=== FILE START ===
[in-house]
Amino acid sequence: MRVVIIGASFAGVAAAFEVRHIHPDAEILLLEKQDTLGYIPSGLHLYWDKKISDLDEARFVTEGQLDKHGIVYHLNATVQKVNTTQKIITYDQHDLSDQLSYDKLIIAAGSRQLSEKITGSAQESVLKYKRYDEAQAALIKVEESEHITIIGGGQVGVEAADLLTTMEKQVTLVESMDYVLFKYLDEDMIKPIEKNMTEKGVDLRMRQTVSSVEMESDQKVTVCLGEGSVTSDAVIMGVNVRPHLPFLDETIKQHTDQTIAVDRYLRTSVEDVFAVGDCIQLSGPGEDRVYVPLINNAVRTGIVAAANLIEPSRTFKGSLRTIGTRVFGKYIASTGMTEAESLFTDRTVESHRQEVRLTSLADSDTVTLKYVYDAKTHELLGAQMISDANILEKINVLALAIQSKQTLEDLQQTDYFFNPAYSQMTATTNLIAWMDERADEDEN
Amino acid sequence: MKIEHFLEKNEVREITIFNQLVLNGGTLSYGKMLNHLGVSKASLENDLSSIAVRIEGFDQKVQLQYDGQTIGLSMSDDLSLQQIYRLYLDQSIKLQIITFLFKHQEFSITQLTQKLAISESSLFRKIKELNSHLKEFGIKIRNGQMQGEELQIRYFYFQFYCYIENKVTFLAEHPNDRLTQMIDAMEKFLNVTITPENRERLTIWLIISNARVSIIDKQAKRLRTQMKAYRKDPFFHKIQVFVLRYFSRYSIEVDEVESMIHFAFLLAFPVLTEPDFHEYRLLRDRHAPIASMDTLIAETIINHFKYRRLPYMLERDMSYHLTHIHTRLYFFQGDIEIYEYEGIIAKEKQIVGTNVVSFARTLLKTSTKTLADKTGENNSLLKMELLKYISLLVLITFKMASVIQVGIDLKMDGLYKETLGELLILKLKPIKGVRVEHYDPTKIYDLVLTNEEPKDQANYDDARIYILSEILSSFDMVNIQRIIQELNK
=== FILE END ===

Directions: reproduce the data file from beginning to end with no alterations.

[in-house]
Amino acid sequence: MRVVIIGASFAGVAAAFEVRHIHPDAEILLLEKQDTLGYIPSGLHLYWDKKISDLDEARFVTEGQLDKHGIVYHLNATVQKVNTTQKIITYDQHDLSDQLSYDKLIIAAGSRQLSEKITGSAQESVLKYKRYDEAQAALIKVEESEHITIIGGGQVGVEAADLLTTMEKQVTLVESMDYVLFKYLDEDMIKPIEKNMTEKGVDLRMRQTVSSVEMESDQKVTVCLGEGSVTSDAVIMGVNVRPHLPFLDETIKQHTDQTIAVDRYLRTSVEDVFAVGDCIQLSGPGEDRVYVPLINNAVRTGIVAAANLIEPSRTFKGSLRTIGTRVFGKYIASTGMTEAESLFTDRTVESHRQEVRLTSLADSDTVTLKYVYDAKTHELLGAQMISDANILEKINVLALAIQSKQTLEDLQQTDYFFNPAYSQMTATTNLIAWMDERADEDEN
Amino acid sequence: MKIEHFLEKNEVREITIFNQLVLNGGTLSYGKMLNHLGVSKASLENDLSSIAVRIEGFDQKVQLQYDGQTIGLSMSDDLSLQQIYRLYLDQSIKLQIITFLFKHQEFSITQLTQKLAISESSLFRKIKELNSHLKEFGIKIRNGQMQGEELQIRYFYFQFYCYIENKVTFLAEHPNDRLTQMIDAMEKFLNVTITPENRERLTIWLIISNARVSIIDKQAKRLRTQMKAYRKDPFFHKIQVFVLRYFSRYSIEVDEVESMIHFAFLLAFPVLTEPDFHEYRLLRDRHAPIASMDTLIAETIINHFKYRRLPYMLERDMSYHLTHIHTRLYFFQGDIEIYEYEGIIAKEKQIVGTNVVSFARTLLKTSTKTLADKTGENNSLLKMELLKYISLLVLITFKMASVIQVGIDLKMDGLYKETLGELLILKLKPIKGVRVEHYDPTKIYDLVLTNEEPKDQANYDDARIYILSEILSSFDMVNIQRIIQELNK